António Guterres said: “Humanity is waging war on nature. This is suicidal. Nature always strikes back – and it is already doing so with growing force and fury. Biodiversity is collapsing. One million species are at risk of extinction. Ecosystems are disappearing before our eyes.”

If humanity keeps the current pace there is the danger that we destroy the future before we have even understood the risks that we are continuously creating.

The past decade has been the hottest in human history. Some are still focusing on short term gains ignoring long term losses. Even if all the commitments made at the Paris Climate Summit in 2015 are honoured completely, we would still have some way to go in order to attain the agreed minimum objectives: limiting the global mean temperature increase to not more than 2 degrees Celsius, hopefully closer to 1.5 degrees Celsius above pre-industrial levels. Beyond the 2-degree limit climate change will become catastrophic and irreversible.

Climate change is nature fighting back forcefully, without discriminating. The war is on at full speed all over the globe. In some parts it is drought. In others it is floods. Havoc is the result everywhere. The intensity and frequency of storms is on the increase as the cumulative impacts of our actions continuously increase.

There is no possibility to negotiate with nature, her demands are clear and simple: unconditional surrender. We need to change our ways and habits. Nature can be a reliable friend but if transformed into an enemy, it is ruthless as climate change shows unequivocally.

It has been a hectic 48 years since the first ministers for the environment were appointed as a direct result of the deliberations of the international community in the UN Conference on the Human Environment held in Stockholm in June 1972. Some progress has definitely been achieved over the years but it is certainly nowhere close to enough.

It has been realised that there is only one earth which we need to care for. It has been 34 years since the Brundtland report placed sustainable development on the international agenda. Though officially accepted as an important policy objective, it is still subject to mental gymnastics in determining practical every day action to reduce impacts which threaten our future.

The spirit of the 2015 Paris summit is one which recognised the need for urgent action, yet five years down the line procrastination is still the order of the day. As we may have realised by now, half measures are not effective in addressing nature’s revenge.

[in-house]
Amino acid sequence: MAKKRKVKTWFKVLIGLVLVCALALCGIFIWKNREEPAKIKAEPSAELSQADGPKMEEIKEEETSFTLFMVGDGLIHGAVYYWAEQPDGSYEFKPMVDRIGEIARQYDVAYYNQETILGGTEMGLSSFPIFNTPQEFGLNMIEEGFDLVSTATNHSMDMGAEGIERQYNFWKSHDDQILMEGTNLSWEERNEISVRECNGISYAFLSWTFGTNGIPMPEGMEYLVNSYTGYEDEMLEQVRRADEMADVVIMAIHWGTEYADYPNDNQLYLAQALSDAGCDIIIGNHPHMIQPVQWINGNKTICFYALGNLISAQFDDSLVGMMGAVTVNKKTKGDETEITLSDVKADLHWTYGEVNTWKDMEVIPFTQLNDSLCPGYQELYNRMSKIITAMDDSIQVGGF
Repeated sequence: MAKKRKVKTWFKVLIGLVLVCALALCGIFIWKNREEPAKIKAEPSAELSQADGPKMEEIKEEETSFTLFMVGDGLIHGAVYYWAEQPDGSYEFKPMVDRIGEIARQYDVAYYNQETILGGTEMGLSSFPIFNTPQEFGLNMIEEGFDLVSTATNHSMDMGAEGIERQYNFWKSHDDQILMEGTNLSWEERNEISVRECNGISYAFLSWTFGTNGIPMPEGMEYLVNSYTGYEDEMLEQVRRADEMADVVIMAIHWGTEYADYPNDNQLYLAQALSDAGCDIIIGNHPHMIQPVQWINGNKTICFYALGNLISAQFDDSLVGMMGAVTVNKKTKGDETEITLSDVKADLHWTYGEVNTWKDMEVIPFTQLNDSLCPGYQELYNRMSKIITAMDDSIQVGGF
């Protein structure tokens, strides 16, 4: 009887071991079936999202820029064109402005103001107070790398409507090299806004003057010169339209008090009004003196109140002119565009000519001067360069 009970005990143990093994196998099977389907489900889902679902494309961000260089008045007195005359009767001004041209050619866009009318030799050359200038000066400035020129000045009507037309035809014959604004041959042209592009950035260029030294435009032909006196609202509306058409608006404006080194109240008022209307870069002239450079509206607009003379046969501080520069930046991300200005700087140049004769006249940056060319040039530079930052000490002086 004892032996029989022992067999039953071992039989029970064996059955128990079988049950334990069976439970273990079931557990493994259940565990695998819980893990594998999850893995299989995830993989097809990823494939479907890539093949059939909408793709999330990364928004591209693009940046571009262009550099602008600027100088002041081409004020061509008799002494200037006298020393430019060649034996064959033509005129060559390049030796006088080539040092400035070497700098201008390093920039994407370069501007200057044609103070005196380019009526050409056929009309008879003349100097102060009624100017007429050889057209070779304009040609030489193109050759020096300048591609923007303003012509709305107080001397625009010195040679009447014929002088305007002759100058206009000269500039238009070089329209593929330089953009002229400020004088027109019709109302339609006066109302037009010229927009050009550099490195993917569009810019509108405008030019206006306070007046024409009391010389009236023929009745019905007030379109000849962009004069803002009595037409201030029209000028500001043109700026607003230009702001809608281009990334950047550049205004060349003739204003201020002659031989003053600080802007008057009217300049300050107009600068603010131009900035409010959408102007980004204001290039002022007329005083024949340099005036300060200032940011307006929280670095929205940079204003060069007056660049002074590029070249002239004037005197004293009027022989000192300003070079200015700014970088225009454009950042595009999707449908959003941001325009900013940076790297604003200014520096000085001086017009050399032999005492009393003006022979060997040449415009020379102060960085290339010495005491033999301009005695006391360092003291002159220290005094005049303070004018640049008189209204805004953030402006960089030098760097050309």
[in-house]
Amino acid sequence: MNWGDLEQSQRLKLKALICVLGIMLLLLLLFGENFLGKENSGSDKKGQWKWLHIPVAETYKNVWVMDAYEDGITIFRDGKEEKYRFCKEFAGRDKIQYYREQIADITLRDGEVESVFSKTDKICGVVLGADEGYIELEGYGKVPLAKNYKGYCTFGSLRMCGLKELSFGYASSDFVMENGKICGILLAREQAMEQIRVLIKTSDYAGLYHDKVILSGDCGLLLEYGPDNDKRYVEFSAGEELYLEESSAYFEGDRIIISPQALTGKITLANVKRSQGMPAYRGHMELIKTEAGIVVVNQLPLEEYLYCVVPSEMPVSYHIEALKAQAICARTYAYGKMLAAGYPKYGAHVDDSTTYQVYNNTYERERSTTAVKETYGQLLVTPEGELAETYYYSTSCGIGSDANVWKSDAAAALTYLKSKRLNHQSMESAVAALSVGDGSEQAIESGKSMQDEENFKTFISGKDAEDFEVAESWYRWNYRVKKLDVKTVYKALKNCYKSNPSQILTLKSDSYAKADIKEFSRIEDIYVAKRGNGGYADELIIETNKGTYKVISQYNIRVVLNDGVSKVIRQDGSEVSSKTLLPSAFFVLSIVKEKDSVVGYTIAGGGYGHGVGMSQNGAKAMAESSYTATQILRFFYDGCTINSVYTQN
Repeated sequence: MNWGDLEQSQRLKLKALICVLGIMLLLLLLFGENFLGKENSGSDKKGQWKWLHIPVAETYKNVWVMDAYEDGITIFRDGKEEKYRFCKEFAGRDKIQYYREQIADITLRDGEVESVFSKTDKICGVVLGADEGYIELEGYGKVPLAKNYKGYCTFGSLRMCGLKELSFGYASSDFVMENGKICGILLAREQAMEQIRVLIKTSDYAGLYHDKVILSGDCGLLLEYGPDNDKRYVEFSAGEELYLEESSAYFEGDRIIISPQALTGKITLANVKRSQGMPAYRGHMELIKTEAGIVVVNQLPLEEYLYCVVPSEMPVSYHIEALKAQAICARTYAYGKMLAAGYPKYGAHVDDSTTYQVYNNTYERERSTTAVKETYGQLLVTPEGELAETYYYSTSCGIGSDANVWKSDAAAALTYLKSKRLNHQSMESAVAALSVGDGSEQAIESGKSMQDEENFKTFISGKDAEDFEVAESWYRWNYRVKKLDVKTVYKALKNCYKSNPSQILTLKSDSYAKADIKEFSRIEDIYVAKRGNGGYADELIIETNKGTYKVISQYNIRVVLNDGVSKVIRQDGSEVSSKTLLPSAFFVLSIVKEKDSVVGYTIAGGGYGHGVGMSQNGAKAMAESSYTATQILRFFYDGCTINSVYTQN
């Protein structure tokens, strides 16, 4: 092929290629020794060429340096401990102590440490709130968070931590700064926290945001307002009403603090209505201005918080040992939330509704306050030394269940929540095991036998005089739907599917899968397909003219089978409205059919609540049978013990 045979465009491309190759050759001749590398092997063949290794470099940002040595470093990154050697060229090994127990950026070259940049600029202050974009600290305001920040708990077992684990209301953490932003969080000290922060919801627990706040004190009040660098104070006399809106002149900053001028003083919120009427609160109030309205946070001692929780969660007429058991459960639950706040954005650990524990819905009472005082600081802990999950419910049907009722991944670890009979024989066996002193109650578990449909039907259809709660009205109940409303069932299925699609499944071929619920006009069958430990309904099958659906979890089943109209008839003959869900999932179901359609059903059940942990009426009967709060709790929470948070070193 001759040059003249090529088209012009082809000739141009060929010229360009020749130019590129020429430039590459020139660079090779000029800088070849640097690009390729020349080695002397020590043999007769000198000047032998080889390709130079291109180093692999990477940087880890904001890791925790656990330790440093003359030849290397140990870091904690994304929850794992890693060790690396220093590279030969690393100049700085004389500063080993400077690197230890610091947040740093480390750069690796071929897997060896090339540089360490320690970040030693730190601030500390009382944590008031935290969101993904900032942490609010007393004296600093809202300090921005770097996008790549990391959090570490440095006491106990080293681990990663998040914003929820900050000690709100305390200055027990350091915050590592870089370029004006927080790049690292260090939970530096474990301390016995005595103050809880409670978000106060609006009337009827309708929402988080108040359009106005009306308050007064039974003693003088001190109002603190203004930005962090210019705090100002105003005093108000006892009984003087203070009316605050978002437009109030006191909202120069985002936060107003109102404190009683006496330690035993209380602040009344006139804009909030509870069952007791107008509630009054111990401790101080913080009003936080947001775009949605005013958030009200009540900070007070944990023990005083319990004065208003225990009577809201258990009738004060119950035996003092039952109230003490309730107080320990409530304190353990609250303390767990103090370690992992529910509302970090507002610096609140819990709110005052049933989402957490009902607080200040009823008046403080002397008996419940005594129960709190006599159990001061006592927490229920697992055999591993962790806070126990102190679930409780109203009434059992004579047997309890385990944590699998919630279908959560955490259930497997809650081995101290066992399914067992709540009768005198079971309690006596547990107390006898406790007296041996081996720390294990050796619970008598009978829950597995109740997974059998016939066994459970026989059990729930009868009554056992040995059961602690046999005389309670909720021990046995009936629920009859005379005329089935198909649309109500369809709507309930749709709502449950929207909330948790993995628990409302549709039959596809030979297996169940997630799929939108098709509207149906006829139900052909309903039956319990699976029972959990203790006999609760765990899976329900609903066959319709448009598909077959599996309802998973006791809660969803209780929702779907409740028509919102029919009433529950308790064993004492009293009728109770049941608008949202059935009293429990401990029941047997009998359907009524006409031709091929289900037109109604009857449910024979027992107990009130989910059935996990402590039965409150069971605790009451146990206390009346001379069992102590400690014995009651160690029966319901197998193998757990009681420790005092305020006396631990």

We cannot keep postponing the decision to determine the cut-off date for the elimination of petrol and diesel run vehicles from our roads. The decision announced in September 2017 is taking too long to implement leading to the reasonable assumption that reluctance is having the upper hand.

The electrification of our roads is one important step which needs to be implemented rapidly if we are to start the path to carbon neutrality in a meaningful way. It must however also be accompanied by a reduction of the number of cars on our roads, an achievable objective, given the small distances which we travel in such a small country. 

It is to be underlined, once more, that the Transport Master Plan for the Maltese Islands has identified that around 50 per cent of our car journeys are for short distances in respect if which we can definitely use alternative means.  This signifies that the required changes, in our case, are less painful, even in the short term. We need however to address contradictory policy stances: the required reduction of cars from our roads will be more difficult to achieve if the development of large-scale road infrastructure is still the order of the day. Even the proposed Gozo Channel tunnel falls in this category as its feasibility is dependent on maximising car movements, a requirement which is in direct contradiction to the Paris Climate Summit conclusions!

The risk of obliterating the future is still present. Nature will not be fooled. It can distinguish between greenwash and meaningful action. Unfortunately, it is clear that it has not been impressed by our action to date. There is not much time left to change course.

published on The Malta Independent on Sunday : 6 December 2020

We need a Carbon Budget

Searching for the word “climate” through the 2021 Pre-Budget document published earlier this week entitled Towards a Sustainable Economy one finds the word three times: twice referring to the United Nations Agenda which has to be addressed by Malta as a prospective UN Security Council member, while a third reference is to policy documents under preparation in Malta. The word climate in the pre-budget document is not associated with any climate change policy implementation or action and its impact on the Maltese economy.

It is already five years since the Paris Climate Summit and its conclusions are still being “studied” in Malta. If we keep on procrastinating, achieving carbon neutrality by 2050 will be very difficult to attain.

When Parliament approved the Climate Action Act in 2015 it identified that one of the tools to be used in the politics of climate change was the formulation of a Low Carbon Development Strategy. Consultation on a Vision to develop such a strategy was carried out in 2017, but three years down the line the final policy document is nowhere in sight, even though the Minister for Climate Change Aaron Farrugia has indicated that it may be concluded towards the end of this year. 

A Low Carbon Development Strategy will identify those sectors which are of considerable relevance in developing a low carbon strategy. Some of them are major carbon emission contributors to be addressed. Other sectors are part of the solution as they provide alternative tools which serve to decouple the economy from intensive energy use, in the process reducing carbon emissions.